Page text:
After two years of working across the aisle and navigating the channels of Congress, Will Hurd is on the verge of seeing his Modernizing Government Technology Act become law.
Now, he just has to work on an encore. The Texas Republican’s legislation is just one part of an effort to speed up digital transformation in the federal government.
“It’s exciting,” he said in an interview with FedScoop. “We got a bipartisan piece of legislation across the finish line. And it’s something that is going to help the federal government defend its digital infrastructure.”
The MGT Act builds on previous tech laws, such as the Federal Information Technology Acquisition Reform Act, by giving agencies more flexibility to procure IT, and it continues previous efforts to provide more accountability for federal chief information officers on how to manage what agencies buy. The bill proposes to allow agencies to put money saved through IT efficiencies into working capital funds, which can be accessed for up to three years, to fund efforts to modernize their technology. It also would create a centralized fund that agencies can tap into for modernization.
The congressman, while still a freshman, began his quest to change the way agencies purchase their information technology in July 2016, introducing the Modernizing Outdated and Vulnerable Equipment and Information Technology (MOVE IT) Act — cosponsored by Rep. Gerry Connolly, D-Va., and backed with companion legislation from Sens. Jerry Moran, R-Kansas, and Tom Udall, D-N.M.
That bill was later combined with a modernization bill from Rep. Steny Hoyer, D-Md., and dubbed the MGT Act. It now awaits the president’s signature, having passed Congress a week ago as an amendment to the fiscal 2018 National Defense Authorization Act.
Enactment of Hurd’s bill has been hotly anticipated in certain corners of Capitol Hill and in the White House, where the Trump administration’s Office of American Innovation has voiced support as part of its technology modernization policy.
But Hurd concedes that the legislation is not only a first step in replacing the government’s aging technology infrastructure, but also an incremental one at that.
“When it comes to the working capital funds, this is something we may not really see until the end of the fiscal year,” he said. “I’ve already been in conversation with the Office of American Innovation about where they see which agencies are best prepared to take advantage of this tool.”
MGT implementation could be part of the next FITARA scorecard in spring 2018, he said.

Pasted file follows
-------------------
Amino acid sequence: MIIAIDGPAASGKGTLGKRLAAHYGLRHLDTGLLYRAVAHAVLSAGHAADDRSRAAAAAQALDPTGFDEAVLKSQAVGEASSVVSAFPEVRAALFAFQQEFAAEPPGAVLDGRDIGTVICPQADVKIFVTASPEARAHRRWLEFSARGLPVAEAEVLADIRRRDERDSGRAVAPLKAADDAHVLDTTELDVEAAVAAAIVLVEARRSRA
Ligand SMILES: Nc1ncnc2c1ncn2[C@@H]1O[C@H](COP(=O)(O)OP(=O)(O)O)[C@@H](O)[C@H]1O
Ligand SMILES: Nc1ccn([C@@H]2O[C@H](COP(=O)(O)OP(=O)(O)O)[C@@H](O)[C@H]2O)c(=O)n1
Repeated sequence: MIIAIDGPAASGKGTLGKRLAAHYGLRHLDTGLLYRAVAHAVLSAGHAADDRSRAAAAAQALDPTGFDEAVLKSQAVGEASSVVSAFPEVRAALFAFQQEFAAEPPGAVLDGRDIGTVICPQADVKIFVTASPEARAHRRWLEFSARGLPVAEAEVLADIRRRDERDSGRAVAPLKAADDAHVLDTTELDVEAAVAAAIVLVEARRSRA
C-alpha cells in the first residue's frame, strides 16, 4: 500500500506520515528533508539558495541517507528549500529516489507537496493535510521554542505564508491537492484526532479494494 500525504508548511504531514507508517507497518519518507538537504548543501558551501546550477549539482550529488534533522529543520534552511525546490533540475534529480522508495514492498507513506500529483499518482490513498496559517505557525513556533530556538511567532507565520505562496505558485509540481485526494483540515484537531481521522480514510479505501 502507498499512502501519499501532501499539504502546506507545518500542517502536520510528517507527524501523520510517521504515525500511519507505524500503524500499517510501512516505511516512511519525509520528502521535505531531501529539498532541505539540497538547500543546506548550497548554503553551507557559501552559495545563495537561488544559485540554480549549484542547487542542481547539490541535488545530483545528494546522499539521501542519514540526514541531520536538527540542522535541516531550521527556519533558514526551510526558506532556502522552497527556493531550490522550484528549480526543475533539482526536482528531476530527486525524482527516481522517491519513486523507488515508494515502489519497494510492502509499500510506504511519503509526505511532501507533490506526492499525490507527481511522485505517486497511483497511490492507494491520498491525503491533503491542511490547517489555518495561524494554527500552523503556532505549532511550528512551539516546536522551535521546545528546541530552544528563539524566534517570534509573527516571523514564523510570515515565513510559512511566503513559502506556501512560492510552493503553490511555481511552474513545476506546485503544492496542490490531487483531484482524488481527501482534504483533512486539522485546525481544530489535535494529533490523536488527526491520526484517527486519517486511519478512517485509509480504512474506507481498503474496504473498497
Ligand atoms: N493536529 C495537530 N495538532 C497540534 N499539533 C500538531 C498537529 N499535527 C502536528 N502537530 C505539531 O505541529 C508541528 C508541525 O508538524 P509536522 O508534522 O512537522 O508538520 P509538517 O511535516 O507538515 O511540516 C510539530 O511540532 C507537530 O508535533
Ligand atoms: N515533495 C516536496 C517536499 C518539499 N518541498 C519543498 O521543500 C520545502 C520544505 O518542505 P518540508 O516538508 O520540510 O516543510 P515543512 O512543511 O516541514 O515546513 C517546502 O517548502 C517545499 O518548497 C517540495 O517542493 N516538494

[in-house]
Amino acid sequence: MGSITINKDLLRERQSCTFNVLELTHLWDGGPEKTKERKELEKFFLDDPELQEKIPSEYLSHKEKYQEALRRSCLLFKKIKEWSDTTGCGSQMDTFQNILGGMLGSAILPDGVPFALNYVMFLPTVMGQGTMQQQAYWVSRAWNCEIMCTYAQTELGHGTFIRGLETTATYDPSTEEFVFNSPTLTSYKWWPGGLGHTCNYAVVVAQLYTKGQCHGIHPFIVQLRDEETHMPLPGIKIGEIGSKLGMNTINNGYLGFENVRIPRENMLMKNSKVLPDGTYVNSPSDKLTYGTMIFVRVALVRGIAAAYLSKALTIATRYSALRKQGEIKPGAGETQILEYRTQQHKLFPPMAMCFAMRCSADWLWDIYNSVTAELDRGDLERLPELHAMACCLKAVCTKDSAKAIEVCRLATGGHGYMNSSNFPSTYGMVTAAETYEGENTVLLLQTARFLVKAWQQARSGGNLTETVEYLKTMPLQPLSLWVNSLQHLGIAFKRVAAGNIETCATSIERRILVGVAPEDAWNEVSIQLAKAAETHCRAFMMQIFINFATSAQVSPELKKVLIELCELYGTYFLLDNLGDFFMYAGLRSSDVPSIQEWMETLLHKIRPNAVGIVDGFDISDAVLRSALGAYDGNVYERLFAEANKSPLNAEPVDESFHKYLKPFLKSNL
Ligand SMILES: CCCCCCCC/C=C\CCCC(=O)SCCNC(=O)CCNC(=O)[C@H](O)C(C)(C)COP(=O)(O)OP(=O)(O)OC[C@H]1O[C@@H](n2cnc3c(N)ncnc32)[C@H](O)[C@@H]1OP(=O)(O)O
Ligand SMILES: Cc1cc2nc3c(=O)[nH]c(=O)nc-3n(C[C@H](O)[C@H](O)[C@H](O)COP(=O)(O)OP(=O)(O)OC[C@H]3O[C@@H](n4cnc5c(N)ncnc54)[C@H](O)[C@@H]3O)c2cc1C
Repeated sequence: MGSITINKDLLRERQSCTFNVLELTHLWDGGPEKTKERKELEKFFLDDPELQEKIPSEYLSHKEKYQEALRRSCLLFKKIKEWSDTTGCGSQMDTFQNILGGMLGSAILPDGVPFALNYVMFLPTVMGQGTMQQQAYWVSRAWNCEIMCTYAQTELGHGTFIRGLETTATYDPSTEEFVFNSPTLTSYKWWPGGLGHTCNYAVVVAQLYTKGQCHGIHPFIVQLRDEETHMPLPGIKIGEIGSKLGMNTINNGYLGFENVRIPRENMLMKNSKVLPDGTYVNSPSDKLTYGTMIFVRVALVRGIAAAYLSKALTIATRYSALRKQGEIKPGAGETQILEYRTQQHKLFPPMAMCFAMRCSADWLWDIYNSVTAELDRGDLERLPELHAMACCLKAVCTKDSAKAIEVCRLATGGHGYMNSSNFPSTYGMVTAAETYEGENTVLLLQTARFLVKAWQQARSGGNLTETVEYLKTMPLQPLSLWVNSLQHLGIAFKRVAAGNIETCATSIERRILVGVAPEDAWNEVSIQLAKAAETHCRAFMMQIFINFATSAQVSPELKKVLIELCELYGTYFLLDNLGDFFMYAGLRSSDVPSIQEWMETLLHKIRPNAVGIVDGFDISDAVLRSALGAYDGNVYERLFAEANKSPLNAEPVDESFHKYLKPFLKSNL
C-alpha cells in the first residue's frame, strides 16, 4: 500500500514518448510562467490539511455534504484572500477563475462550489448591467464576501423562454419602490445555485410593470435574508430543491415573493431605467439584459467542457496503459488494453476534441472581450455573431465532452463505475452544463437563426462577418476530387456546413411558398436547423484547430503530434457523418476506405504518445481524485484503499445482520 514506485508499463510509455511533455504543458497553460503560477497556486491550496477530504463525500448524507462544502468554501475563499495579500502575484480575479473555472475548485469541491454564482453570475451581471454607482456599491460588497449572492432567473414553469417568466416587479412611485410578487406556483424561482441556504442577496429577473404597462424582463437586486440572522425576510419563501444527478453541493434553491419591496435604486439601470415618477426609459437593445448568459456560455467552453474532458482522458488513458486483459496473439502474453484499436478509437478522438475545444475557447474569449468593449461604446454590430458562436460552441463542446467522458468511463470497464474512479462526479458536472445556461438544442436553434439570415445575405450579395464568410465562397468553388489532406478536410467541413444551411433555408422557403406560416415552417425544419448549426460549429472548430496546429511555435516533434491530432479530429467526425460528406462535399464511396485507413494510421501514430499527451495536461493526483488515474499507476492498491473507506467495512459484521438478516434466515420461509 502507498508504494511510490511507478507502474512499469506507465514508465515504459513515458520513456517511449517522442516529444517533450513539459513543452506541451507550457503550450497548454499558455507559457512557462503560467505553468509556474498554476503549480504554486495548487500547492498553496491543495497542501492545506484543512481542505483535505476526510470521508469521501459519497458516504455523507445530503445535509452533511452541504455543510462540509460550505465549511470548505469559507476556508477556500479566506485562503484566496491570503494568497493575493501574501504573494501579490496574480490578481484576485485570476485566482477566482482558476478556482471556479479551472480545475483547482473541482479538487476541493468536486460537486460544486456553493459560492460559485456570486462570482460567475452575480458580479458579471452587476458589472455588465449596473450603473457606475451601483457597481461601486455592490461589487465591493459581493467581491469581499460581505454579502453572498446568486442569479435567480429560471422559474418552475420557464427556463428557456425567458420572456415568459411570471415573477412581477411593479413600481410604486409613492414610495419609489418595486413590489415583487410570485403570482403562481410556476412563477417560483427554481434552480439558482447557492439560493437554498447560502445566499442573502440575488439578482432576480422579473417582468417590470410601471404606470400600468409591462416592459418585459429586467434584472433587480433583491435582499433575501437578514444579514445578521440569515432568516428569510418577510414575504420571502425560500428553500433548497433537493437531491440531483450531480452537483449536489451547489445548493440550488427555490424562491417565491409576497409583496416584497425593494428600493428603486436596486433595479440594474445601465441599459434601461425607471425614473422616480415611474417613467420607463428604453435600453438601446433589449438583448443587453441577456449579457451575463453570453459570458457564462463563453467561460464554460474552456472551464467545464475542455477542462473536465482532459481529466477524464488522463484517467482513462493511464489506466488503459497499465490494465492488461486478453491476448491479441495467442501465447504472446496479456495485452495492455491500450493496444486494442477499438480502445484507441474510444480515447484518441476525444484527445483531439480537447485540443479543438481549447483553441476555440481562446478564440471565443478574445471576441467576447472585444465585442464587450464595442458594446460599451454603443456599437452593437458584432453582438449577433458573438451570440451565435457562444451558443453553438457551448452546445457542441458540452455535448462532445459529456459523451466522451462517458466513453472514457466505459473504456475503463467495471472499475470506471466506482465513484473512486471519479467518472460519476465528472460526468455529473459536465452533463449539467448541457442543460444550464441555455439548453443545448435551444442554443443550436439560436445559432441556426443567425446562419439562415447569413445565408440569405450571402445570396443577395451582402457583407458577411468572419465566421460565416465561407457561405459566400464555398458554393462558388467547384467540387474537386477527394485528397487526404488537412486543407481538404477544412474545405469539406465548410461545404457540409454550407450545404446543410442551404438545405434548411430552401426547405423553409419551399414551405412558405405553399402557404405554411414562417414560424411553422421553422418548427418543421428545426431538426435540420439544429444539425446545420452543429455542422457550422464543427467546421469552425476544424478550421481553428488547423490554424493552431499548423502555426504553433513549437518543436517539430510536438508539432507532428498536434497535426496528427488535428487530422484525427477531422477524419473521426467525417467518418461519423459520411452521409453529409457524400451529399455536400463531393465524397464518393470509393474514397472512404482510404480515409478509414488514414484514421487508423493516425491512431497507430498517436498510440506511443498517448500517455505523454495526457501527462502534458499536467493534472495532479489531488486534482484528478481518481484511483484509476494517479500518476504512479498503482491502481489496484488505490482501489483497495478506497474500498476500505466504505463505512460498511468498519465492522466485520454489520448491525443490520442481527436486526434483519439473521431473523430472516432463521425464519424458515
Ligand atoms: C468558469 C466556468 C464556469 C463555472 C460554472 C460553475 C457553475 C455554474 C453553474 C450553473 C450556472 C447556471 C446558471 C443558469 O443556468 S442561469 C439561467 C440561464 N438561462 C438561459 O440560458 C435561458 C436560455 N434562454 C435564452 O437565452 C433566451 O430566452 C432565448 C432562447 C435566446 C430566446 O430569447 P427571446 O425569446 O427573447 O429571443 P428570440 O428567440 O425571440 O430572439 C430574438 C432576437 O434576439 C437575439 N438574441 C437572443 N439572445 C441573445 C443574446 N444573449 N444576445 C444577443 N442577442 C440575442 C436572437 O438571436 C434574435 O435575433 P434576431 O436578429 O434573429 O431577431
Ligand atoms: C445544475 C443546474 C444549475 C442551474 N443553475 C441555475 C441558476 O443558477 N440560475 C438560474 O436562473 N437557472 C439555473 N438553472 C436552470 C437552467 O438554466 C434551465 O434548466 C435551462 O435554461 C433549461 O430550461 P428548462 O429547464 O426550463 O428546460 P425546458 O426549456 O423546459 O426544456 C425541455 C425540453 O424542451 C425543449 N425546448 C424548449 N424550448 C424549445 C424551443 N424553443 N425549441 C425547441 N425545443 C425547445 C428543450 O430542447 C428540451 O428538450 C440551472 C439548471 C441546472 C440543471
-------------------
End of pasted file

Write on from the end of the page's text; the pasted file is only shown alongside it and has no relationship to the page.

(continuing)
“We’re really getting away from it just being the FITARA scorecard to being a digital hygiene scorecard,” Hurd said.
Will there be a Cyber National Guard?
Beyond monitoring MGT implementation, the congressman said he has his eye on several other projects.
One of Hurd’s longstanding proposals is to create part-time digital service that would incorporate technology experts from the private sector or colleges for 20 days of national service to help strengthen the federal government’s cybersecurity posture.
Among the questions are whether it should replicate the National Guard, which serves both federal and state governments, or follow the lead of the military reserves and report strictly to the federal government.
“We are already drafting legislation,” he said. “The reserve model is probably more accurate in what we are trying to accomplish. We’ve been having conversations with the Office of Management and Budget to ensure that we have the job descriptions and the positions within the IT space.”
Hurd added that conversations are continuing over issues like which agency would manage the reserves, but that he would be forming a “bipartisan posse” to help develop the legislation.
What’s next in federal tech?
When asked what technology issues the federal policymakers will have to tackle next, Hurd said two draw his attention: artificial intelligence and quantum computing.
“When I look at quantum, we should be thinking of that in the same way we thought of Y2K,” he said, comparing technology capable of breaking any current data encryption model to the phenomenon of the late 1990s that potentially threatened to cripple global networks due to a bug in how computers commonly coded dates.
“Y2K came and went without any major thing happening because we spent a lot of time and money being prepared for that eventuality,” he said. “Why does quantum computing matter? Because it’s going to totally upend how we do encryption. And this is something that we have to start thinking about now.”
Alternatively, Hurd said the promise of AI provides the federal government the ability to capitalize on its troves of data to revolutionize the way it provides citizen services, the next step, he said, after moving agencies to the cloud.
“We should be beyond the point of talking about should we transition to the cloud,” he said. “In transitioning to the cloud, making sure it is set up for [incorporating] machine learning is the next step in making sure that we have a government that is responsive to the people that it serves.”
Crossing the goal line
Even with quality legislation and broad support, there are plenty of good ideas in Washington that can die on the vine. Hurd said it takes time and patience to see legislation through Congress, but above all, it takes some advocates.
“Find a partner,” he said. “I’ve been lucky to have a partner like [Rep. Robin Kelly, D-Ill.,] who we’ve worked closely together on these issues. To be able to have folks like Steny Hoyer and [House Majority leader] Kevin McCarthy be supportive of these issues be supportive of these initiatives. Understand the problem and give it to the people that can solve it across multi-jurisdictions.
“It’s assemble that posse before you drop legislation if you expect to get things done.”